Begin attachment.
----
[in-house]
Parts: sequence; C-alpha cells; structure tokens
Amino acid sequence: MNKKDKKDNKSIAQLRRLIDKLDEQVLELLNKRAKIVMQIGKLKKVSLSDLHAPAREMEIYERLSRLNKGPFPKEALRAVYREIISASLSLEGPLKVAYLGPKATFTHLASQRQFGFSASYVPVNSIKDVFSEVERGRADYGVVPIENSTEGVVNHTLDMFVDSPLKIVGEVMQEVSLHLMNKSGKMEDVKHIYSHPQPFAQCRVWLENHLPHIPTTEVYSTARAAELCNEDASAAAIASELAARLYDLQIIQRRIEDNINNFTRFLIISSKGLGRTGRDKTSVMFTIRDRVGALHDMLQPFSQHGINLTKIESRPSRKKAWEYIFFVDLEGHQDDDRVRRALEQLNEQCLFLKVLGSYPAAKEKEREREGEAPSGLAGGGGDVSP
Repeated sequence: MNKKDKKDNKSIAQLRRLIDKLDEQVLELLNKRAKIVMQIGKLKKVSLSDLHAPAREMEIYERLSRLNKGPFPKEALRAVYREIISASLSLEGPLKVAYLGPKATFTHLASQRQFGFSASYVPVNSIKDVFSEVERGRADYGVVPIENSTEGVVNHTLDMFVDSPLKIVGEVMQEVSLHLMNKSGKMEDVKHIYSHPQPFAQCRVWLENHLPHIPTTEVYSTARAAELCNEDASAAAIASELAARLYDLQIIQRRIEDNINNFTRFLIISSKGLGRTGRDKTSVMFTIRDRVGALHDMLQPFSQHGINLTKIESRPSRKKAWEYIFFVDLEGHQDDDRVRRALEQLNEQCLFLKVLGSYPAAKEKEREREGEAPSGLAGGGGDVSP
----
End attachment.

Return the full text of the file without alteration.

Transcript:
[in-house]
Parts: sequence; C-alpha cells; structure tokens
Amino acid sequence: MNKKDKKDNKSIAQLRRLIDKLDEQVLELLNKRAKIVMQIGKLKKVSLSDLHAPAREMEIYERLSRLNKGPFPKEALRAVYREIISASLSLEGPLKVAYLGPKATFTHLASQRQFGFSASYVPVNSIKDVFSEVERGRADYGVVPIENSTEGVVNHTLDMFVDSPLKIVGEVMQEVSLHLMNKSGKMEDVKHIYSHPQPFAQCRVWLENHLPHIPTTEVYSTARAAELCNEDASAAAIASELAARLYDLQIIQRRIEDNINNFTRFLIISSKGLGRTGRDKTSVMFTIRDRVGALHDMLQPFSQHGINLTKIESRPSRKKAWEYIFFVDLEGHQDDDRVRRALEQLNEQCLFLKVLGSYPAAKEKEREREGEAPSGLAGGGGDVSP
Repeated sequence: MNKKDKKDNKSIAQLRRLIDKLDEQVLELLNKRAKIVMQIGKLKKVSLSDLHAPAREMEIYERLSRLNKGPFPKEALRAVYREIISASLSLEGPLKVAYLGPKATFTHLASQRQFGFSASYVPVNSIKDVFSEVERGRADYGVVPIENSTEGVVNHTLDMFVDSPLKIVGEVMQEVSLHLMNKSGKMEDVKHIYSHPQPFAQCRVWLENHLPHIPTTEVYSTARAAELCNEDASAAAIASELAARLYDLQIIQRRIEDNINNFTRFLIISSKGLGRTGRDKTSVMFTIRDRVGALHDMLQPFSQHGINLTKIESRPSRKKAWEYIFFVDLEGHQDDDRVRRALEQLNEQCLFLKVLGSYPAAKEKEREREGEAPSGLAGGGGDVSP